Friday, September 12, 2008
What I Like About Being a Jersey Girl
Since I’ve been accused of picking on New Jersey, I promised I would write some nice things about my home state. Here are a dozen things I like:
1. Horseshoe crabs. What other place has a crab like this? This is the king daddy of crabs. They look like prehistoric helmets. They might scare you, but unlike regular crabs, they are really very gentle and I’ve never been bit or pinched by one even though I’ve carried hundreds of them to safety, back to the water, by that tail thingamajig they have.
2. Open-mindedness and tolerance. Which one depends on how you really feel about the person and the thing he does or is, but either way, you’re not going to get your ass up about someone who’s different than you. Gays don’t rattle us. Cross-dressers, transsexuals, transsexuals who are gay, racially-mixed families, people with Down syndrome, Parkinson’s disease or muscular dystrophy, turban-wearing Turkish next door neighbors, turkeys (as in idiots), go-go dancers, unwed mothers, fathers with custody, women who are never having children by choice, women bosses, Unitarians, Libertarians, Presbyterians, Wicca worshipers, tattooed freaks with pierced eyebrows and wooden disks in their earlobes, people who are better-looking than us and older women with younger men—none of it makes us blink an eye and any of them would be welcome to come home for dinner. Well, we’d try to avoid inviting the idiot. And maybe the chick who’s better-looking than us.
3. There’s a tavern on every corner. Not a bar. A tavern. The old kind, with a diamond-shaped window in the door, dusty red-and-white floor tiles and a jukebox with songs like, “Make the World Go Away,” “The Summer Wind,” and “Mack the Knife.” Some taverns of note include The Barrel Tavern in Jersey City, The Wagon Wheel in Keansburg, Backstadt’s in East Keansburg, The Cambridge Inn in Union Beach, and any American Legion or VFW hall whose bartender knows what a highball is and that has a shuffleboard machine.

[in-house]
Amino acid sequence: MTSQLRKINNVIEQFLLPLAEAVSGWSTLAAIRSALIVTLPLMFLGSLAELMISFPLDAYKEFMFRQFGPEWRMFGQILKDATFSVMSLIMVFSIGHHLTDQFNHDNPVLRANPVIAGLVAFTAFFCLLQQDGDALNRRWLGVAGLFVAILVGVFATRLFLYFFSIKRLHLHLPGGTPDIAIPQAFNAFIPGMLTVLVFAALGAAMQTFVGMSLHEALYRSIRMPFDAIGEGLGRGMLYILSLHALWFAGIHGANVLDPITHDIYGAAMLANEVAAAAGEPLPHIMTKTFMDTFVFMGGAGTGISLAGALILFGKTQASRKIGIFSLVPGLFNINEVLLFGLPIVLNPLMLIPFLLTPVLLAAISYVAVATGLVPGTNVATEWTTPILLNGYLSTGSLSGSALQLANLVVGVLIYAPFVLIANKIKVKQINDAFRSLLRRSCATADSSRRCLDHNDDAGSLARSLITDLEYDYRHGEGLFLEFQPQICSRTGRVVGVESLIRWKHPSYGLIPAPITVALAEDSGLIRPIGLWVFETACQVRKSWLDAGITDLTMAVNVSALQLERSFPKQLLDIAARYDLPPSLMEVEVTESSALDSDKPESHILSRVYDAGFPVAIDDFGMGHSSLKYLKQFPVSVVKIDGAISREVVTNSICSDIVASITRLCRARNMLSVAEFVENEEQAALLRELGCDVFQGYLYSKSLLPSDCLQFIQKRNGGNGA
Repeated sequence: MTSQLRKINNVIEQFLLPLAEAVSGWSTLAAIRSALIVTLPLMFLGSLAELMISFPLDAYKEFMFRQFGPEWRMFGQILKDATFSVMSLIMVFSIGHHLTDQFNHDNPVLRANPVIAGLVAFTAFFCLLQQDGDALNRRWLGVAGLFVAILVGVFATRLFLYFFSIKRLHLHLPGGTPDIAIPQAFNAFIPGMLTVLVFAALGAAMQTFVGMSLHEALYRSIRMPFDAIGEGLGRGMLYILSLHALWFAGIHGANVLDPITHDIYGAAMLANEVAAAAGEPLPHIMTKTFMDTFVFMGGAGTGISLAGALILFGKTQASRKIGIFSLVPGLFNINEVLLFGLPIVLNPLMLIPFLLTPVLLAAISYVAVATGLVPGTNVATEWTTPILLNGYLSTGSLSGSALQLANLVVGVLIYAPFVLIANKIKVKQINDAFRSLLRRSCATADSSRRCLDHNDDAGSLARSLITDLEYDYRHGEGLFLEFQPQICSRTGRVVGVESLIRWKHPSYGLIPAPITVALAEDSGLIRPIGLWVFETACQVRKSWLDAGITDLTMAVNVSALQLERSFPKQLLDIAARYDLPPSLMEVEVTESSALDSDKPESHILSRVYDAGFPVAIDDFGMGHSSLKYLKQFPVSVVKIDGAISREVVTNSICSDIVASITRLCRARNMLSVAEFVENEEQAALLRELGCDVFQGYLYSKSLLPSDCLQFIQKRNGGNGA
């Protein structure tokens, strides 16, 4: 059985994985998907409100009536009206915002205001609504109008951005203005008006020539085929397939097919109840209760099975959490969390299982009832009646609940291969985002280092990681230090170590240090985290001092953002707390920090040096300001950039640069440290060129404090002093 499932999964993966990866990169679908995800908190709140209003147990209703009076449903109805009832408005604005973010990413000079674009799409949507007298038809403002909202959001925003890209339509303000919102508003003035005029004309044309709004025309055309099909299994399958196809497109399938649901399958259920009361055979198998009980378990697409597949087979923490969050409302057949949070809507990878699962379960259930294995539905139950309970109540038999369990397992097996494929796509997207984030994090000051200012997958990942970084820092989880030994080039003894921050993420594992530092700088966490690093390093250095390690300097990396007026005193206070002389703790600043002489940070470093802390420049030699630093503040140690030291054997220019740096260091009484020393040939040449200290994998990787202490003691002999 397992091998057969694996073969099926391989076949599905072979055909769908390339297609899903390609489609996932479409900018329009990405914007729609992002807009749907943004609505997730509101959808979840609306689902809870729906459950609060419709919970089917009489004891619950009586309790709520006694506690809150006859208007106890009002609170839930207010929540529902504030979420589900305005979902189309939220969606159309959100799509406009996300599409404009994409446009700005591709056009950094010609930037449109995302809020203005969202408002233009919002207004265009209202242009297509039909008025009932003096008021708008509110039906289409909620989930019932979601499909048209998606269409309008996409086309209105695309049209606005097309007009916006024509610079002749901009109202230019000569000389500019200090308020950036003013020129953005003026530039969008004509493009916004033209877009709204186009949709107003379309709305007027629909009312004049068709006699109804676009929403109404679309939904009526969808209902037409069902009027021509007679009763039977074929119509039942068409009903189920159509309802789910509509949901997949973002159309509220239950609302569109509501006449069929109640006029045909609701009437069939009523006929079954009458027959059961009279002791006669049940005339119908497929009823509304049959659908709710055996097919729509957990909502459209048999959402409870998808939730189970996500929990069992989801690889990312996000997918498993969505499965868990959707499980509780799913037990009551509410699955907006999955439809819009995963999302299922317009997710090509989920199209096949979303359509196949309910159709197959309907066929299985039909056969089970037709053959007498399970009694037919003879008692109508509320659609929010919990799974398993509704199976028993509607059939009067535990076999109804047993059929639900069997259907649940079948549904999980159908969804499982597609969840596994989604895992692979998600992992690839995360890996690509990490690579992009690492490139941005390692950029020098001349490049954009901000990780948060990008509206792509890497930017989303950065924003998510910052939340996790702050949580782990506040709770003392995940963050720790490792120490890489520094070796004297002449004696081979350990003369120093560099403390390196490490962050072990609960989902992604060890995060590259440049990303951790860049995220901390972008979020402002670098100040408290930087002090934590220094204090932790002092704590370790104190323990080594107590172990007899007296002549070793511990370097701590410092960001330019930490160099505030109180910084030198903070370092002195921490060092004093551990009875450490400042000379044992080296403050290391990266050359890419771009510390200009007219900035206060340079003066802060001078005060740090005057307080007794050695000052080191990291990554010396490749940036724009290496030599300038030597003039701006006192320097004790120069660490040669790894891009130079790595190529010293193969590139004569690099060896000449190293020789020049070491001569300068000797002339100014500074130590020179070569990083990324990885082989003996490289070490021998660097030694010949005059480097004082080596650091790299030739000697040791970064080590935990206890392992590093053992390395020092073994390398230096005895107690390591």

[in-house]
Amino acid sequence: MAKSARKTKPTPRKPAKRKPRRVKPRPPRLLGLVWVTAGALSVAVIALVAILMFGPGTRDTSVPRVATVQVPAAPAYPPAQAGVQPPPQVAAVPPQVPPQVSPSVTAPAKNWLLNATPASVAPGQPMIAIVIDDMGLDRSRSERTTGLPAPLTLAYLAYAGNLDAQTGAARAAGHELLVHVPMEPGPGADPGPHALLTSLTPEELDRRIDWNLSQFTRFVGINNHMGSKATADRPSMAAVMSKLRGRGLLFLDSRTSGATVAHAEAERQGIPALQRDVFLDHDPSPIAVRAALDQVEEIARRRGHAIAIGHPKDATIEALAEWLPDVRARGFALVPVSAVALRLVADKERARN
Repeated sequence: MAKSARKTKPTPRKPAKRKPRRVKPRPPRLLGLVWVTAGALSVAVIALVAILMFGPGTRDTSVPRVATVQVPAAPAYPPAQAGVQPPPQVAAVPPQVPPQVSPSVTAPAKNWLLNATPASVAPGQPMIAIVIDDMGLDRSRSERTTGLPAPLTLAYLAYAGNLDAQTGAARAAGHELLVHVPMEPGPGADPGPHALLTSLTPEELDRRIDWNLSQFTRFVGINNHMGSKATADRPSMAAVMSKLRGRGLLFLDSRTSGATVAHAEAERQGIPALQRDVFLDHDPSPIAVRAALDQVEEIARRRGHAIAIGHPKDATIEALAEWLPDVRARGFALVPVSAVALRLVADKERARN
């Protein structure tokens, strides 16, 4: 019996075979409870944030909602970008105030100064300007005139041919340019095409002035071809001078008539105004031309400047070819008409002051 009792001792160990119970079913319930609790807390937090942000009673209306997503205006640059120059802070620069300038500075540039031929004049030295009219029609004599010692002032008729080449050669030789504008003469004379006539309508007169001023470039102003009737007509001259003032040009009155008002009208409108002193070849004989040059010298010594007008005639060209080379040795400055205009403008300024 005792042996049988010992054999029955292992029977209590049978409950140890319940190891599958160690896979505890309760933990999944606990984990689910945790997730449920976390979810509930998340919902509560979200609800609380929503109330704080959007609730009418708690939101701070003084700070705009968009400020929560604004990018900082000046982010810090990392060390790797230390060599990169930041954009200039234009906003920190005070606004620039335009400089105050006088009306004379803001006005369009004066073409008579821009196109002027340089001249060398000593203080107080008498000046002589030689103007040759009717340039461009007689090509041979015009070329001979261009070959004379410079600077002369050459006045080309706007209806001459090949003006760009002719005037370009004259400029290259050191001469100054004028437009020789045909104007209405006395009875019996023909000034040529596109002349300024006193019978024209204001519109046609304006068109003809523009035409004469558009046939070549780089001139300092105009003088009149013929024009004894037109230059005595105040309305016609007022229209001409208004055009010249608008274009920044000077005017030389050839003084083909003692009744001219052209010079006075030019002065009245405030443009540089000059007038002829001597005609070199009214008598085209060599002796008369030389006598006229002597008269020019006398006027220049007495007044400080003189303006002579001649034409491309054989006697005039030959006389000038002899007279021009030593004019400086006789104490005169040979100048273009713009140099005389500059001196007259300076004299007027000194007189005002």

4. The energy. Whenever I go up there, as soon as I get close, like the Pennsylvania Turnpike, I start to feel excited like I had too many cups of 24-hour diner coffee and I better hurry because I’m missing something. I used to feel the same way going over the George Washington Bridge or through the Lincoln Tunnel. Or when finding my seat at an Aerosmith concert. Or a peep show. There’s action up there. (Okay, I’m only kidding about the peep show.)
5. And that’s right. Diners. There are no diners down here. I miss French fries with mozzarella cheese and brown gravy at three in the morning in a diner with Greek decor, miniature jukeboxes attached to the wall over chrome napkin dispensers, and waitresses who call you hon and keep pouring the coffee whether you want it or not. You always want it.
6. Speaking of food, there’s no food like Jersey food but everyone knows that, don’t they? However, I’d be remiss if I didn’t include it because it’s one of the things I miss the most. Jersey has real Italian food loaded with garlic, fresh parmesan cheese and tomato sauce, sometimes called gravy, that simmers all day with basil and oregano. Forget that slop down here that has too much sugar like watered-down ketchup. It’s almost as bad as jar sauce. In Jersey there’s real pizza and real subs (as opposed to the fake stuff down here), cannolis lightly dusted with powdered sugar hand-cranked out of an aluminum sifter, Napoleons, biscotti and anisette cookies all from the Italian bakery (those Italians again), jelly donuts, zeppolis and French fries with vinegar from the boardwalk, French bread, Italian bread, bagels, hard rolls, pork roll, pork roll-egg-and-cheese on a hard roll, salami with peppercorns in it, Philly cheese-steak, Sabrette hot dogs with red onions, fluke, and White Castle hamburgers. Need I say more?